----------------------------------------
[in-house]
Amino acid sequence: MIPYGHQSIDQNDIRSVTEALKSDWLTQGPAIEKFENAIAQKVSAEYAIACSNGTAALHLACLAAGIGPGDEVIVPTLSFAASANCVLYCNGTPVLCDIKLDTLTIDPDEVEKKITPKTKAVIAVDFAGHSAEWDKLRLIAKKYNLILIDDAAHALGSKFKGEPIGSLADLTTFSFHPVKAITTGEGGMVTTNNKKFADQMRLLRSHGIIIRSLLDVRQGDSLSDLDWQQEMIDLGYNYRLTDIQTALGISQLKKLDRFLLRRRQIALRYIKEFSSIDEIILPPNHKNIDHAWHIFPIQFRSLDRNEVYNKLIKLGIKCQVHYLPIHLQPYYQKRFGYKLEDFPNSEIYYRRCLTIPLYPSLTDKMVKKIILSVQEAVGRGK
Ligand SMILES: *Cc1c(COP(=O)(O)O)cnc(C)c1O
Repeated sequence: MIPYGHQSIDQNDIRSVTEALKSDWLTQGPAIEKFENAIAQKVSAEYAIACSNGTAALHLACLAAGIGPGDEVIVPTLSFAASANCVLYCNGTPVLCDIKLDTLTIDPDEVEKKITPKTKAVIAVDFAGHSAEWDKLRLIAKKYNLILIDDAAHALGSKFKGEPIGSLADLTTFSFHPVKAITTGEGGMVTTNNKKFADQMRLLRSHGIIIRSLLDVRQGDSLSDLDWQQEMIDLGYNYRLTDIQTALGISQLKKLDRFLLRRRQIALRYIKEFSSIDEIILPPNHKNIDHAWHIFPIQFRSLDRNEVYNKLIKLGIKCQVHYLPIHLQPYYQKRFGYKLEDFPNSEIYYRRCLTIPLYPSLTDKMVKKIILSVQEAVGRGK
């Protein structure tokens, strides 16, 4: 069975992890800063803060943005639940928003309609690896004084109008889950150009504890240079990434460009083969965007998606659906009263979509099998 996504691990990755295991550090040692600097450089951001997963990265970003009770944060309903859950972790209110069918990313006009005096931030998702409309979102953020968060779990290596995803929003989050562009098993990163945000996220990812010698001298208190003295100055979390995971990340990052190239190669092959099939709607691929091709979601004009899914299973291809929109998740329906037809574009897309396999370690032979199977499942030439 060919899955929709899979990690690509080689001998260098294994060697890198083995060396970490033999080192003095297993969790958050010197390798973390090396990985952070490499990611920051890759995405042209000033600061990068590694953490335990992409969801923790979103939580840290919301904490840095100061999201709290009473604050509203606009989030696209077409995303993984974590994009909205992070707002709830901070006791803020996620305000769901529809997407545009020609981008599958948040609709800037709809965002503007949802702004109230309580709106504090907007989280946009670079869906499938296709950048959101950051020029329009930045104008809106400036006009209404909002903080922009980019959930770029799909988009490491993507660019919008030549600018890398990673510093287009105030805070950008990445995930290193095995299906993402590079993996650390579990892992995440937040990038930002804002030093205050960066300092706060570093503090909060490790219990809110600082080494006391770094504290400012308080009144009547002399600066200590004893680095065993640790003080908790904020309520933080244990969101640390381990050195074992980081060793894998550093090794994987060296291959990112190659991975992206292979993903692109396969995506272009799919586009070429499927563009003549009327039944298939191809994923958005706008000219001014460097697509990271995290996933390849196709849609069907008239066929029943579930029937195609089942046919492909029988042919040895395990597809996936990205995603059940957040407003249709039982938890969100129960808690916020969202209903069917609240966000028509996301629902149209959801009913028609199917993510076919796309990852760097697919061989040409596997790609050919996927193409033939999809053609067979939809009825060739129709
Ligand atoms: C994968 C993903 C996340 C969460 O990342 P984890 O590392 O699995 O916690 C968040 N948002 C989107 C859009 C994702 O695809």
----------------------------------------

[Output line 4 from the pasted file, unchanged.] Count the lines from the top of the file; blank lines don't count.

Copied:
Repeated sequence: MIPYGHQSIDQNDIRSVTEALKSDWLTQGPAIEKFENAIAQKVSAEYAIACSNGTAALHLACLAAGIGPGDEVIVPTLSFAASANCVLYCNGTPVLCDIKLDTLTIDPDEVEKKITPKTKAVIAVDFAGHSAEWDKLRLIAKKYNLILIDDAAHALGSKFKGEPIGSLADLTTFSFHPVKAITTGEGGMVTTNNKKFADQMRLLRSHGIIIRSLLDVRQGDSLSDLDWQQEMIDLGYNYRLTDIQTALGISQLKKLDRFLLRRRQIALRYIKEFSSIDEIILPPNHKNIDHAWHIFPIQFRSLDRNEVYNKLIKLGIKCQVHYLPIHLQPYYQKRFGYKLEDFPNSEIYYRRCLTIPLYPSLTDKMVKKIILSVQEAVGRGK